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Rosa Amorosa: The Love-letters of a Woman George Egerton

Rosa Amorosa: The Love-letters of a Woman

George Egerton

Published November 21st 2010
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 About the Book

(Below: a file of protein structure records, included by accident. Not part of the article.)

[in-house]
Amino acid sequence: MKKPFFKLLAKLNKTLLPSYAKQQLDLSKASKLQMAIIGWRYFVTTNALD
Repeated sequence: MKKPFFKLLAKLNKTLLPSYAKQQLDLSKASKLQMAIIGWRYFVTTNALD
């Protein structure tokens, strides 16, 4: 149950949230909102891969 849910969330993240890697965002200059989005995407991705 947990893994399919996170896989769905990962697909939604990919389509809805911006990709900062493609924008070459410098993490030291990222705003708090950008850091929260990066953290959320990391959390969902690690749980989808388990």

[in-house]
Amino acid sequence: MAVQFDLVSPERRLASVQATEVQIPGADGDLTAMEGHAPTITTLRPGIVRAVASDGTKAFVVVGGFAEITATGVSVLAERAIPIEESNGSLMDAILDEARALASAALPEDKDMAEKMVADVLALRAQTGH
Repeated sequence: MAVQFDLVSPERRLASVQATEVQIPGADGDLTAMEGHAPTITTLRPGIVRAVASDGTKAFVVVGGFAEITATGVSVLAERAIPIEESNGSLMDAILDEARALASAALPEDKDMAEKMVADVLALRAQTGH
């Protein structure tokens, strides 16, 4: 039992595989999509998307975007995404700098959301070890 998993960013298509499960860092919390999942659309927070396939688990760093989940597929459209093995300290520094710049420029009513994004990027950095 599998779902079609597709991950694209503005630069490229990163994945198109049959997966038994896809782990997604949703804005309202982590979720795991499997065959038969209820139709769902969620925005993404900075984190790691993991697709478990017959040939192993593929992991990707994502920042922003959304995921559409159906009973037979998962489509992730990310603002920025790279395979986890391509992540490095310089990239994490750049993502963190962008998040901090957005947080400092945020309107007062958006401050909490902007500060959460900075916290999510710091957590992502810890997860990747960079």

This ebook edition has been proofed and corrected for errors and compiled to read with pleasure!***An excerpt from the INTRODUCTION:To me the gift of loving is the greatest thing I own. The fountain of life—in my house of life- the sweetest smellingMoreThis ebook edition has been proofed and corrected for errors and compiled to read with pleasure!***An excerpt from the INTRODUCTION:To me the gift of loving is the greatest thing I own. The fountain of life—in my house of life- the sweetest smelling rose in the garden of my soul- the white light burning in the sanctuary of my senses- the inner whisper of music intoning harmonies.A genius for loving is beyond all price, is beyond all dreams, all talents, all capabilities- a fountain of Jouvence, out of which the spirit rises in perennial youth, a precious euphrasy to give one the child-gaze into life and the things of living. This finer eroticism is as far removed from mere sensual gratification as the lily flower from the compost the gardener lays to its roots. To know of a well-spring of love in oneself is to be rich for all time. The true lover must ever have some quality of greatness, must risk all with no huckster eye to profit and loss, dare all and everything- must give unceasingly, unsparingly, unheedingly, prodigal of tenderness, a very spendthrift of caressing whimsies. I hate a barterer in the things of love—a love-monger. One can go bankrupt in love as in all businesses—if one makes a trade of it. Why be afraid? I believe in giving—the more one gives the more room one makes for the storing of new emotions. Love is the only factor which can negative the materialism which threatens to swamp all human efforts towards spiritual advancement. Hitherto man has been the master lover- the chronicles of womans love have been but tales of sacrifice. But I say to you, George, and to all women— you have that in you, if you are not afraid (now when man has, not seldom too generously, opened the portals of life for you) that which can regenerate the world through love again! I say, not afraid. One is never really free until one has got right inside oneself, ready to explore the dark crannies in ones soul and own up to the cul de sac- until one can turn round and round like a dog on a mat taking comfort in ones detachment, for so one can dream best, and what is more important, love best! Man can teach you nothing of love or the things of love, if you listen to the intuitive whispers in your own womans soul—you have all the mysteries there, his and your own! But remember—and it is that you are in danger of forgetting—the more absolutely unlike you remain to him, the greater your power! You have competed now in ail the academies, stormed most of the closed doors of male enterprise, held your own in all the callings of life—the one thing you havent done is learned to love better, and when all is said and done, cry as you may against it, Love is the one thing needful for you. Not so much how you are loved or who loves you, but how you yourself love and whom you love.Her letters give a year of her own life and the part her love played in it. I have only excluded a sentence here and there where names were mentioned, and matters treated of a purely private nature, and her own words must be my excuse for publishing them.—GEORGE EGERTON.